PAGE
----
Page 50 - December2018
P. 50

Lone Star State wears many hats, from global hub to farm stand down the road.
uring this time of the year in the Lone Star State, Texas growers harvest and ship melons, citrus and other crops to supermarkets throughout the Eastern half of the country.
During an even colder season, Texas is the major conduit for fruits and vegetables from Mexico.
But even in this global hub, many residents prefer to Go Texan with fruits and vegetables grown just down the road.
 ese markets, while di erent, are not always contradictory. Ship- pers commonly serve them with produce from diverse areas within and just south of the state.
“Quite a few of the growers in Texas also have relationships with the growers in Mexico,” says Dante Galeazzi, president of the Texas International Produce Association, Mission, TX. “It creates a one-stop shop for buyers to purchase produce in McAllen.  ey can get produce from Mexico, from Texas, local produce and tropical produce.”
 e Texas International Produce Association, founded more than 75 years ago to help grow the state’s produce industry, took on the added mission in 2012 of facilitating the importation and marketing of fruits and vegetables grown outside of the country and brought into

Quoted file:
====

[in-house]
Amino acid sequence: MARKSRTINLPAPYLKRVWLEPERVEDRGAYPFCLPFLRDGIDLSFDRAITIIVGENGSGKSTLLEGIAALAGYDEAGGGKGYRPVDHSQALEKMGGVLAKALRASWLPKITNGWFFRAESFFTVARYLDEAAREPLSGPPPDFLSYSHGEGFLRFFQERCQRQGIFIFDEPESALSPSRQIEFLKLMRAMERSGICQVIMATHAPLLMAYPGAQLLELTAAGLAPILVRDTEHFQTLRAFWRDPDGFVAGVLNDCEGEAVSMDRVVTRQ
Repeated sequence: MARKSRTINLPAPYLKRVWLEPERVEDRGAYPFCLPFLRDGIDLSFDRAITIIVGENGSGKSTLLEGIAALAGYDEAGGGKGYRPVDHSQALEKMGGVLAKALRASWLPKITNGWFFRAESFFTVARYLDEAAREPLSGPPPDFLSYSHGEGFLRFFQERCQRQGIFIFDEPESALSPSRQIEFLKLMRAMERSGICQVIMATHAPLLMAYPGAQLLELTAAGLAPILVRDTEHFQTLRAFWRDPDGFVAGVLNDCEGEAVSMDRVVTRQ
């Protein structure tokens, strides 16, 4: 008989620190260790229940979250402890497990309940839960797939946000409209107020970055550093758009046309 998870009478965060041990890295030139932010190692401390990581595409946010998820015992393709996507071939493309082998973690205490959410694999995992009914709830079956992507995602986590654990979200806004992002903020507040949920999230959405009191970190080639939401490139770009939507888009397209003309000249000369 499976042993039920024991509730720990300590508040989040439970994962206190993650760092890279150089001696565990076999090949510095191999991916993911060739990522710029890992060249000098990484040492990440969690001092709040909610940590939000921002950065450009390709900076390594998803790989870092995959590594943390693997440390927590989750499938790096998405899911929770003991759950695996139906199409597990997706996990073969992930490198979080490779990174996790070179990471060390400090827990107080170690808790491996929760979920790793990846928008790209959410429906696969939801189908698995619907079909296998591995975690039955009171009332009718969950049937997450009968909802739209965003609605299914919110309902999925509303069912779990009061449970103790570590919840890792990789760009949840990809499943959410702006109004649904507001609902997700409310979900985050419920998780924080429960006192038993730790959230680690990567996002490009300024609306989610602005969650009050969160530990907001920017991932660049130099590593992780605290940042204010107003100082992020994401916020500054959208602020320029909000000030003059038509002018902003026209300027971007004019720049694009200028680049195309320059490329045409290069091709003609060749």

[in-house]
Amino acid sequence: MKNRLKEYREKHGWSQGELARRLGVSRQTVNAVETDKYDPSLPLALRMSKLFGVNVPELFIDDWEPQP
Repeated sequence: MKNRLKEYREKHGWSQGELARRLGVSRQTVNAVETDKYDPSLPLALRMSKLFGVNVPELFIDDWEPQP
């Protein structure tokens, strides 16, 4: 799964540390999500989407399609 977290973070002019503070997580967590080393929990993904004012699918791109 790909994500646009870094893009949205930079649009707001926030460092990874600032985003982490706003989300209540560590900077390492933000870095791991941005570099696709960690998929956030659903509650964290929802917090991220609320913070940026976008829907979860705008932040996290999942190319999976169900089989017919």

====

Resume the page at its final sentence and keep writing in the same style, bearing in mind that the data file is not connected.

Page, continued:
the U.S. through Texas ports of entry.
Although there can be market con icts between Texas- and Mexi-
co-grown crops, relationships developed over decades of free trade have largely diminished the importance of the border.
“In 2016, two-thirds of all the fresh produce sold in Texas was grown in Mexico,” says Galeazzi. “We also deal with people who grow in Texas. Texas grows $900 million of 60 di erent produce items on 117,000 acres.  ere are 26,000 acres of watermelons, and 22,000 acres of grapefruit out of a total of 29,000 acres of citrus.”
J & D Produce, a grower-shipper in the Rio Grande Valley and named for Jimmy and Diane Bassetti, has been supplying customers in the northeastern U.S. with kale in the winter months for more than a quarter century.
“Probably 20 percent of what we grow stays in the state, and the other 80 percent goes out of the state,” says Je  Brechler, sales and production representative at J & D Produce, Edinburg, TX. “We ship to a mix of wholesale terminal markets and retail distribution centers and stay pretty much east of the Mississippi.”
Texas plays such a pivotal role in the produce supply system that heavy rains early this fall could impact the national availability and schedule of greens, citrus and onions.
“I was speaking with one of our South Texas growers, and he said
Many Things to Many People

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